Chaplains Deliver Christmas Comfort to Sailors in Port
Dec. 24, 2017: a boat on loan from a local harbor company is prepared to deliver gifts to the sailors in port.

Chaplains Deliver Christmas Comfort to Sailors in Port

The Vancouver, B.C., skyline seen from Burrard Inlet is beautifully lit at night—and never so brightly or so welcoming as at Christmas time. But hundreds of sailors aboard the ships unloading and loading cargo in the Vancouver ports will never get onto the city streets. For nearly 50 years, including this year,  the Christian Reformed Church’s Ministry to Seafarers has been making sure these sailors receive Christmas hospitality.

On a December weekend volunteers from The Tapestry, a CRC in the Vancouver suburb of Richmond, gathered to wrap over 1,500 gifts. They were joined by volunteers from partnering ministries: the Anglican Mission to Seafarers and the Roman Catholic Apostleship of the Sea.

Purchased with money donated from supporting churches or arriving from sponsors ready-to-wrap, the gifts include warm clothing and toiletries. Toques, especially hand-knit ones, are a favorite gift both to give and receive. The Port of Vancouver hosted the packing party, donating the souvenir gift bags. They will be delivered on Christmas Eve.

The CRC’s Seafarers ministry is nearly 50 years old, having begun in 1970. Gary Roosma has served as chaplain for the past two years. Roosma said gift-giving is not unique to the Port of Vancouver but is part of seafarer ministries in ports around the world. Sailors eagerly anticipate this small yet significant gesture, and for Roosma it’s a highlight of the ministry year.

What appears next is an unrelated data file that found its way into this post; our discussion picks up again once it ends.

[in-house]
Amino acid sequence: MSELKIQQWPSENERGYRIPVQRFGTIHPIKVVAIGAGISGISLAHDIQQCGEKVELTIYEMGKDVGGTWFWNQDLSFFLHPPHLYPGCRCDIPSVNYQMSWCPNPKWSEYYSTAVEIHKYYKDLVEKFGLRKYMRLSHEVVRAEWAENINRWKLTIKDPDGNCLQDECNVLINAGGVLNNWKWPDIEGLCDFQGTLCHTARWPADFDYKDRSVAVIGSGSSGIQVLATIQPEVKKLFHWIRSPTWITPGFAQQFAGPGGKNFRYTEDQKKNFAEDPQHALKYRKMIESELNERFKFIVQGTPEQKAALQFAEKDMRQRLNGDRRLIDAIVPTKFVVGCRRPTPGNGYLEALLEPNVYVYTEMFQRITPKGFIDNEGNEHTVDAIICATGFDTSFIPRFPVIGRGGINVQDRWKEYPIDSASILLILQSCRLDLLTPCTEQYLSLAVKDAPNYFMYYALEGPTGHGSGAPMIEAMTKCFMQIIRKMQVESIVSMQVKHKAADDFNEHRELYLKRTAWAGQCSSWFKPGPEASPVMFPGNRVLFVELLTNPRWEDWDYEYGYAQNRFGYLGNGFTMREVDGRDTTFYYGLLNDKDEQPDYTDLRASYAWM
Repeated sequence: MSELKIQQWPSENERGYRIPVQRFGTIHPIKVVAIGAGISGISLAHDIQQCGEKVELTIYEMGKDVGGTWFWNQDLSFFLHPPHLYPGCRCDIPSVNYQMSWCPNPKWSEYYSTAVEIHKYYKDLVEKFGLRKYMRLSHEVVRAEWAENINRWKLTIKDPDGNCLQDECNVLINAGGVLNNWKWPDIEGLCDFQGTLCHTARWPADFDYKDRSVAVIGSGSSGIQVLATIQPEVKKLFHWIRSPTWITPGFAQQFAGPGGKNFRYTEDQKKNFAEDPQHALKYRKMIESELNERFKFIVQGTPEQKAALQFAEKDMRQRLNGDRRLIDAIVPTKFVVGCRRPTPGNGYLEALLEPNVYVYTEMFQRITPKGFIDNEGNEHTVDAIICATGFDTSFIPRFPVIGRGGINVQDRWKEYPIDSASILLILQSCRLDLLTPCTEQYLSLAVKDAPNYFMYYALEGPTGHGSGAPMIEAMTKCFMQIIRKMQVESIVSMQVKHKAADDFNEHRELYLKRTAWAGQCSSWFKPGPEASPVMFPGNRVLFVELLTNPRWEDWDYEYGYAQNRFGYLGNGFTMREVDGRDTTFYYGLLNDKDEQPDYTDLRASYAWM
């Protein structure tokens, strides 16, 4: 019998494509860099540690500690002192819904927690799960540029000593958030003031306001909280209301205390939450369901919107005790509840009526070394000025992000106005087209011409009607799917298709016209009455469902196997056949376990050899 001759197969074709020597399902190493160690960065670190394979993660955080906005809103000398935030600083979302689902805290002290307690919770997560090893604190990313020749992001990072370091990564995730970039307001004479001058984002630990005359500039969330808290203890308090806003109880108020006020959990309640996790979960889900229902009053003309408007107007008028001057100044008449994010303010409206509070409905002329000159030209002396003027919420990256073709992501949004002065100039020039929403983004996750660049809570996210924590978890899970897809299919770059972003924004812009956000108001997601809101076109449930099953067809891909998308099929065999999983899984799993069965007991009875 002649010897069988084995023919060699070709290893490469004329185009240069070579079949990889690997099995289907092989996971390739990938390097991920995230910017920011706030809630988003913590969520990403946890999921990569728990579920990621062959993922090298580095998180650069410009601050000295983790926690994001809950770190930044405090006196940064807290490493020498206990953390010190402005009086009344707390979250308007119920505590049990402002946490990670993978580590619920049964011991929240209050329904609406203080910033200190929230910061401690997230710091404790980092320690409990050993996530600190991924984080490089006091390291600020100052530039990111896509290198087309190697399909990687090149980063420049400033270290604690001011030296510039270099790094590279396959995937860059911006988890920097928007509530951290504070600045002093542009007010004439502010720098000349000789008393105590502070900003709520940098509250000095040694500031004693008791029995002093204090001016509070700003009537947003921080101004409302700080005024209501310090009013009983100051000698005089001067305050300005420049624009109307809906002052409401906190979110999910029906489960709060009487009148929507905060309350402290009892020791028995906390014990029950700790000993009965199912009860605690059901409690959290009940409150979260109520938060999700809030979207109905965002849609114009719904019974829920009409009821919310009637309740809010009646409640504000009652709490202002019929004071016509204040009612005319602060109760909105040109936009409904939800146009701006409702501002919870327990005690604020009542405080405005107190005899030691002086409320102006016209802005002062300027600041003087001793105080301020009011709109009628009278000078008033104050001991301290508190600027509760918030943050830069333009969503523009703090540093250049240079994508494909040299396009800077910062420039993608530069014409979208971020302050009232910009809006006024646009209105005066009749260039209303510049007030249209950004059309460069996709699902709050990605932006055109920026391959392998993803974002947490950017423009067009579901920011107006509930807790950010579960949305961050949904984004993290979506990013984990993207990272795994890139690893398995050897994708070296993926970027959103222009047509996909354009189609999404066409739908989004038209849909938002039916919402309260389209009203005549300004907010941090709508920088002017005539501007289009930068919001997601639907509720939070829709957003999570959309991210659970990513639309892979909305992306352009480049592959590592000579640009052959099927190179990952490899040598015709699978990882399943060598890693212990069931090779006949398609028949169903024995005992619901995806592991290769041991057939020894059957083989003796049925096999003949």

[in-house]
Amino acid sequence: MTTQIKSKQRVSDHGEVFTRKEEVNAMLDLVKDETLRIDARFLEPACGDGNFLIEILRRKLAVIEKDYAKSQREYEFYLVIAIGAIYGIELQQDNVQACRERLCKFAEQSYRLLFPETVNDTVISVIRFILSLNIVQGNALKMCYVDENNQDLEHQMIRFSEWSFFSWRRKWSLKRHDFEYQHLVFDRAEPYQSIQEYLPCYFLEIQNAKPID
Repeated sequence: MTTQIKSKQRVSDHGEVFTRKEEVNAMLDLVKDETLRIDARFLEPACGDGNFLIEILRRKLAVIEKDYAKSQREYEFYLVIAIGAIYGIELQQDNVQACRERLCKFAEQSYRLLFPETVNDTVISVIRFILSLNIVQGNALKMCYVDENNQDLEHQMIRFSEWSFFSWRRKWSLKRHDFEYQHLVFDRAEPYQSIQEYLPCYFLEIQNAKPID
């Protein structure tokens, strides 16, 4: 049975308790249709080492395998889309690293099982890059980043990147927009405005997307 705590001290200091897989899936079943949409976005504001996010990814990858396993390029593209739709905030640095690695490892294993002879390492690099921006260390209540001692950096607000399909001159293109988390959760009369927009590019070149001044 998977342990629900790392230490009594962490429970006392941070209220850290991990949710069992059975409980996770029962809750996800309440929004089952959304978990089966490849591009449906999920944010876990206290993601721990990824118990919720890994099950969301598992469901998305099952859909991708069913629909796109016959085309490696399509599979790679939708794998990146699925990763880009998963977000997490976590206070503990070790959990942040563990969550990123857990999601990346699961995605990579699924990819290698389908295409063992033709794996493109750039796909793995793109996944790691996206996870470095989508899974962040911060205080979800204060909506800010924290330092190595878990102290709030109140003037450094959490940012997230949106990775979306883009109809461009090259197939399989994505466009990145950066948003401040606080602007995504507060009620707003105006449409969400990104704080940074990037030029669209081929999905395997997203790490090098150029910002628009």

A few volunteers and other chaplains join him on Dec. 24, boarding a small boat laden with the wrapped gifts. A local harbor company donates the driver and time. As they are welcomed on the anchored or docked ships, the small group offers a Christmas blessing. Roosma said they are often invited to offer a prayer or lead an impromptu service. In 2017, an all-Christian crew from the Philippines asked him to return on Christmas Day. Roosma not only led worship but was invited to join in a Christmas feast.

Roosma has also heard the poignant and bittersweet side of Christmas at sea. One sailor shared how he looked forward to summers with his family, “but in the 14 years of my daughter’s life I have never been home for Christmas.” Roosma understands that gifts and visit don’t replace home. “But we desire to spread the love and joy of Christ’s birth and offer something special in the name of Jesus,” he said.

About the Author

Jenny deGroot is a teacher/librarian in Langley, British Columbia.

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